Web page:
Companies’ open-salary policies bring pay inequities out in the open, prompting awkward conversations among employees and managers about who are paid too little or too much.
Story Synopsis | Salaries Revealed
Open salaries: humbling for some while empowering others.
For many workers, self-worth is directly tied to annual earnings. And when those two don’t match AND it’s publicly disclosed – the reveal can be cringeworthy.
Yet, In some large and small companies, like Buffer, employee salaries are public knowledge, and for others, like SumAll, individual salaries are available internally.
In fact, learning you make less than the new hire who just joined your department can drive you to distraction as it did one at SumAll. The Account Executive, named in the article, learned the new hire was making $10-grand more, and it bothered her so much she asked why.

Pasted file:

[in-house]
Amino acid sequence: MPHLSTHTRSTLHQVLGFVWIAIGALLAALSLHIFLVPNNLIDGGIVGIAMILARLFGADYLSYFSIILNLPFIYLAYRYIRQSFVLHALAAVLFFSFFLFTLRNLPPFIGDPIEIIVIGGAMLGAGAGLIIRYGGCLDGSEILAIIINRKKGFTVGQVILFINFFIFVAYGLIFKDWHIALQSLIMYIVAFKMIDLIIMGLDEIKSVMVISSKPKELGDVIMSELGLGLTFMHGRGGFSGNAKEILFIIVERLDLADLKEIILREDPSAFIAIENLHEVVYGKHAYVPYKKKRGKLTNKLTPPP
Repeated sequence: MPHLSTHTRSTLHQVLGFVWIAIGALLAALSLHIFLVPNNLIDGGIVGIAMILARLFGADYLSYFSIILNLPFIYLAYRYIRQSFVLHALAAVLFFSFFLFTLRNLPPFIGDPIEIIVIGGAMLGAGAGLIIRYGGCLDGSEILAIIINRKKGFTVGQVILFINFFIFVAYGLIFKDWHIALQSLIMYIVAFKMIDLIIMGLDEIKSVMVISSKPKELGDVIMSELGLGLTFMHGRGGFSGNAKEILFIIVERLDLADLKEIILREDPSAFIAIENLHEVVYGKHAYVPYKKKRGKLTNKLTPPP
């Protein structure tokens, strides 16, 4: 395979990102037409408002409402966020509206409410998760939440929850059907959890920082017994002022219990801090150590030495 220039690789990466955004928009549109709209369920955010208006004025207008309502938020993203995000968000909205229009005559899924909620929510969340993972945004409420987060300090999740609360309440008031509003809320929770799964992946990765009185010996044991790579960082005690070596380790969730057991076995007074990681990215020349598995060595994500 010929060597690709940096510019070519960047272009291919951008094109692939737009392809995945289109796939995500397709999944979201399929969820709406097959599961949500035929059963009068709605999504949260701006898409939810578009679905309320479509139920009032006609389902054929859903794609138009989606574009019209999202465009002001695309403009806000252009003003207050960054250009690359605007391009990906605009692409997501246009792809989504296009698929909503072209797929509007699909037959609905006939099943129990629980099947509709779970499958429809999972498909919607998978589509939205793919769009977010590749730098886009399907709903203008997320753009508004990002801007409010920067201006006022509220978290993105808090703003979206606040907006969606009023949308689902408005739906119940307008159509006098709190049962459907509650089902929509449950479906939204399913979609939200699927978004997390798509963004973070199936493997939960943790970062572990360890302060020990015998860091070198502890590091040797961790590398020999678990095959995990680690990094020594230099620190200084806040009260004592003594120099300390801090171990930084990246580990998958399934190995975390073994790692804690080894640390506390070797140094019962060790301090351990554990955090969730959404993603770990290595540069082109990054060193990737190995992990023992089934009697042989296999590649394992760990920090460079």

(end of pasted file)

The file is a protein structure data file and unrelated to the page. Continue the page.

What she learned is, the new hire determined what skills she’d need in the new job and then discovered the market value. Next, she researched what others, those with the same skills and experience, were getting in the same position. When the new prospect was hired, she negotiated for the appropriate salary. Then, using the new hire’s information, the account executive began to research for her next pay raise.
1- know your worth
2- see the value of your contribution
3- research salaries by industries
In the past, revealing one’s salary was taboo; then, in 2009, the Lilly Ledbetter Fair Pay Act, signed into law by President Obama, put the spotlight on the need for transparency in salaries. Today, it’s not uncommon for workers to learn what their colleagues earn.
Yet, salary transparency makes some employees uncomfortable, but others are using open salaries as a tool to get paid what they believe they are worth on the job.
Source: Open Salaries: the Good, the Bad and the Awkward By Sue Shellenbarger (Jan. 12, 2016, 1:48 p.m. ET -WSJ)